On 4 January 1961, the CIA U-2 reconnaissance effort, which was formerly known as CHALICE, was redesignated IDEALIST.[83] This program codeword by the end of the decade was being used to describe the US reconnaissance along the Chinese coastline, while Taiwanese missions into the Chinese country would be known as the IDEALIST program[84]

By the next U-2 flight, in October 1960 over Cuba, the previously informal procedure in which the president personally approved or disapproved each flight after discussion with advisors was replaced by the National Security Council Special Group. The expansion of satellite intelligence partly compensated for the overflights' end, but because U-2 photographs remained superior to satellite imagery, future administrations considered resumption at times, such as during the Berlin Crisis of 1961.[85]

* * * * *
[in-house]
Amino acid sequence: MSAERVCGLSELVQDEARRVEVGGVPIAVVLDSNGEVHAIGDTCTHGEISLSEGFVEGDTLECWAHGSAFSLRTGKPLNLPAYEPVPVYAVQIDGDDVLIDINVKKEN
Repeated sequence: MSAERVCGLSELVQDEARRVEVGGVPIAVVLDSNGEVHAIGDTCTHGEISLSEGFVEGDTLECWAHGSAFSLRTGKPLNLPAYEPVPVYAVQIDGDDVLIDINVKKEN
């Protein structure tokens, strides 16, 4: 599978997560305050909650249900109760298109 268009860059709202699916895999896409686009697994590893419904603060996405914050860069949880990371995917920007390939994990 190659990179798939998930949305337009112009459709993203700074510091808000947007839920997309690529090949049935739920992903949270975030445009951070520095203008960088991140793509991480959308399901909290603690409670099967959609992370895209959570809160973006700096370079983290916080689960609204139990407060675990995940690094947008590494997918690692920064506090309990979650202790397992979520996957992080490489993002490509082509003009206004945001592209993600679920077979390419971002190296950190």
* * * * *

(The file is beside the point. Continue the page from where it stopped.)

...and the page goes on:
External view from cockpit of U-2 near maximum service ceiling

From October 1960, Detachment G made many overflights of Cuba from Laughlin Air Force Base, Texas. Although Lockheed modified six CIA aircraft into the aerial refueling-capable U-2F model in 1961, permitting some Cuba missions to originate from Edwards, pilot fatigue limited flights to about 10 hours. An August 1962 flight showed Soviet SA-2 SAM sites on the island; later overflights found more sites and MiG-21 interceptors. The increasing number of SAMs caused the United States to more cautiously plan Cuban overflights. USAF U-2s did not conduct overflights, but officials believed that it would be better for a military officer to be the pilot in case he was shot down. Following one last Cuba overflight that originated from Edwards and ended at McCoy Air Force Base, Florida on 14 October 1962, all further U-2 operations over Cuba originated from a detachment operating location that was established at McCoy.[86]